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 Tomb of Ineni (Superintendent of the Granaries, Superintendent of the Workmen in the Karnak Treasuries, Superintendent of the Royal Buildings, Ha-Prince of the city - during the reigns of Amenhotep I, Tuthmosis I, Tuthmosis II, Hatshepsut and Tuthmosis III) - TT81

18th Dynasty

A very important person who held considerable power - Ineni had been in charge of building the hall of Hatshepsut at Karnak, the excvation of the tomb of Tuthmosis I.

A stela detailing his autobiography had been cut in the outer chamber of the tomb - sadly now destroyed - but fortunately a copy had been made; he describes how he was promoted -

"I increased beyond everything...... I cannot tell it. But I will tell you this, all people: hear, all: Do the good that I did, do all likewise. My years were passed in gladness, because I showed no treachery, I did not inform against any one, I did no evil. I was devoid of hesitancy, I was devoid of blasphemy towards sacred things".

The chapel itself, consists of a front gallery cut into the rock, siz pillars support the roof, this gallery then leads into a chamber which holds four seated statues.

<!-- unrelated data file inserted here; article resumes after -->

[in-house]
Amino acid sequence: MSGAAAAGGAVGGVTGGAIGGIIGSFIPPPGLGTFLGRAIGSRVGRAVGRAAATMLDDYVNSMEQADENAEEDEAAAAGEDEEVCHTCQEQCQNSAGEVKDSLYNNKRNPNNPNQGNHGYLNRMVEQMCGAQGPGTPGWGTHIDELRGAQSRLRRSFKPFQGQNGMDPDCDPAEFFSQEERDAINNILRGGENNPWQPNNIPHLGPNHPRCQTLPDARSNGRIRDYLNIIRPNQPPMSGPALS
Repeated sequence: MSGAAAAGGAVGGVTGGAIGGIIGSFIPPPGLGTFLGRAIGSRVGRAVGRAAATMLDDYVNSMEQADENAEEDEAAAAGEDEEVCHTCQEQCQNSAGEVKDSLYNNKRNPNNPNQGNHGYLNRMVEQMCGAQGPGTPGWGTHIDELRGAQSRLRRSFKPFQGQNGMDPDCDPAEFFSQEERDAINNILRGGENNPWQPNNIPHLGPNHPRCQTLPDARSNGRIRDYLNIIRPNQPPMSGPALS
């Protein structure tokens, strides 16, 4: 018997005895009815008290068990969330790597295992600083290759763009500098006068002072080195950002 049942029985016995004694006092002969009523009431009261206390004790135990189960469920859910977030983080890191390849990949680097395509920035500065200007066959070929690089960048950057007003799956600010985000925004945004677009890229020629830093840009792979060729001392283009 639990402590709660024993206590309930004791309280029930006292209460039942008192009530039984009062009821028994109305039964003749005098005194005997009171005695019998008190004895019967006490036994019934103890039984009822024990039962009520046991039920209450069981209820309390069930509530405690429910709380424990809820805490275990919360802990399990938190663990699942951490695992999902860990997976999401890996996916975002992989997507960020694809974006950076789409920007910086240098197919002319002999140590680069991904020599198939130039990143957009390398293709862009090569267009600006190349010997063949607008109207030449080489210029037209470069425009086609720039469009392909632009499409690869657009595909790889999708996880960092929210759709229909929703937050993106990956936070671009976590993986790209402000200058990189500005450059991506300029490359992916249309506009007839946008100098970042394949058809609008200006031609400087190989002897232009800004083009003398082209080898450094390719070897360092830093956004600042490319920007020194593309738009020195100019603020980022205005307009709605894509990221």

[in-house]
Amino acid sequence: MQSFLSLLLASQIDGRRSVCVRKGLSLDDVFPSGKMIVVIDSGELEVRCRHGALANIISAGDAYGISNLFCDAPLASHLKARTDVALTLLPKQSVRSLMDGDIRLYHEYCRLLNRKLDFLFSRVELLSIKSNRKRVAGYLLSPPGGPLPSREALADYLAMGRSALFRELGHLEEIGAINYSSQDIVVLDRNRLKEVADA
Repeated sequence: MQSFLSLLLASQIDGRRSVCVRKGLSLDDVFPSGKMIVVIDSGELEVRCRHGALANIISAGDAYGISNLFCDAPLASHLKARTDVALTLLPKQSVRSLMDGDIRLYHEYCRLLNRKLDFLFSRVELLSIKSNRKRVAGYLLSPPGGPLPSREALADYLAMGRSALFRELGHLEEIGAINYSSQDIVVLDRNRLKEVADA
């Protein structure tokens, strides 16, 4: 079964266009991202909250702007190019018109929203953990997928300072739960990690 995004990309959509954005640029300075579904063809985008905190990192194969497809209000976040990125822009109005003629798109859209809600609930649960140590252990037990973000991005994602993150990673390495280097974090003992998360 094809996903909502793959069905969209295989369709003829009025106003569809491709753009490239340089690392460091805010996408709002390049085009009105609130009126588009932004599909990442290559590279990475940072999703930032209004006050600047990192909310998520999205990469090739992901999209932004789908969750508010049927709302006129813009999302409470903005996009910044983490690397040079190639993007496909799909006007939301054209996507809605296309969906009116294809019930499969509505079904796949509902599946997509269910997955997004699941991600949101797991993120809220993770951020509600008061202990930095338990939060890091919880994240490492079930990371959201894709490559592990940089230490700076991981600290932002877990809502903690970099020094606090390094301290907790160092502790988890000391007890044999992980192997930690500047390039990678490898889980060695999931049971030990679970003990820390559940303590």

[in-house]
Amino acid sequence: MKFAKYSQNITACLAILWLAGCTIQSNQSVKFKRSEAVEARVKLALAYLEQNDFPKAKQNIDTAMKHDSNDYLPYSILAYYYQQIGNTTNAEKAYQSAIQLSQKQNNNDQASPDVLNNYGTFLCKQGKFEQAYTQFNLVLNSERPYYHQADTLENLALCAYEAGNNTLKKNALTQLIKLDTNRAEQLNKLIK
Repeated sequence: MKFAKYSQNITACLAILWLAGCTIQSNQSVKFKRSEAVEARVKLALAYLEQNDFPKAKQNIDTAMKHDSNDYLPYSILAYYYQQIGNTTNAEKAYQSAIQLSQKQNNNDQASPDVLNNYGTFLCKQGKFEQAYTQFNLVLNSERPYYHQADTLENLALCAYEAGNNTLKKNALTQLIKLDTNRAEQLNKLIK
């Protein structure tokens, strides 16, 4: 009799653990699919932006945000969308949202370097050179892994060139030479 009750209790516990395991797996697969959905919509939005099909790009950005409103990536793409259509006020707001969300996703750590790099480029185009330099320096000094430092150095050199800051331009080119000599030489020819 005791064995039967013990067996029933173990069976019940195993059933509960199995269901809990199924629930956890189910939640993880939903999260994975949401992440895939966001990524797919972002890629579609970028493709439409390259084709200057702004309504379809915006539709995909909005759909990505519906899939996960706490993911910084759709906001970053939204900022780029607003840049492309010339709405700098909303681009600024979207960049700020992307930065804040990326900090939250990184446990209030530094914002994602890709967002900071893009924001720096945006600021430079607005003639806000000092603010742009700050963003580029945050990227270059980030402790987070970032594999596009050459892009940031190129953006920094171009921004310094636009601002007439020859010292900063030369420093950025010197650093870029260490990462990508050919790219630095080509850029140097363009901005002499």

The scenes painted in the outer chamber show the hunting of animals, the figure of Ineni himself in these scenes has been destroyed:

in the bottom left of this scene a hyena has been shot by an arrow and attempts to break it off while of Ineni's hunting dogs moves in for the kill (Ineni's leg can be seen by the dog).

Other scenes in this chamber include Ineni and his wife seated in a garden (obviously a keen gardener, an inscription at the top of this scene lists the number of trees owned by Ineni - 73 sycamores, 31 acacias, 170 palms of one kind, 120 of another and more besides!). The more 'standard' scenes show the usual offering scenes to Ineni, and the ploughing of Ineni's fields. Another scene of interest in this outer chamber depicts Ineni and his wife watching a parade of foreign tribute being brought into Egypt as a result of the successful wars of Tuthmosis I - Nubian women bringing their children, Egyptian soldiers bringing home the spoils of war, Asiatic women carrying their children, an Asiatic man leading a bear, and a row showing the various baskets and other goods brought.

Finally Ineni is shown in his more official capacity of inspecting cattle and corn of the temple estates (one man is shown being beaten after having a trial).

In the inner chamber are funeral scenes (these scenes were rubbed and defaced in antiquity), they show the final journey of the coffin, weeping women pouring dust on their heads, figures carry funerary furniture into the tomb and men perform the funeral dance.

The inner chamber also held four seated statues:

These statues are 240-244cm high and show (left to right) Ineni's wife Thuau, Ineni, Ineni's father - Ineni, and Ineni's sister Aahhotep. (The walls on either side of the statues are scenes of Ineni's relations).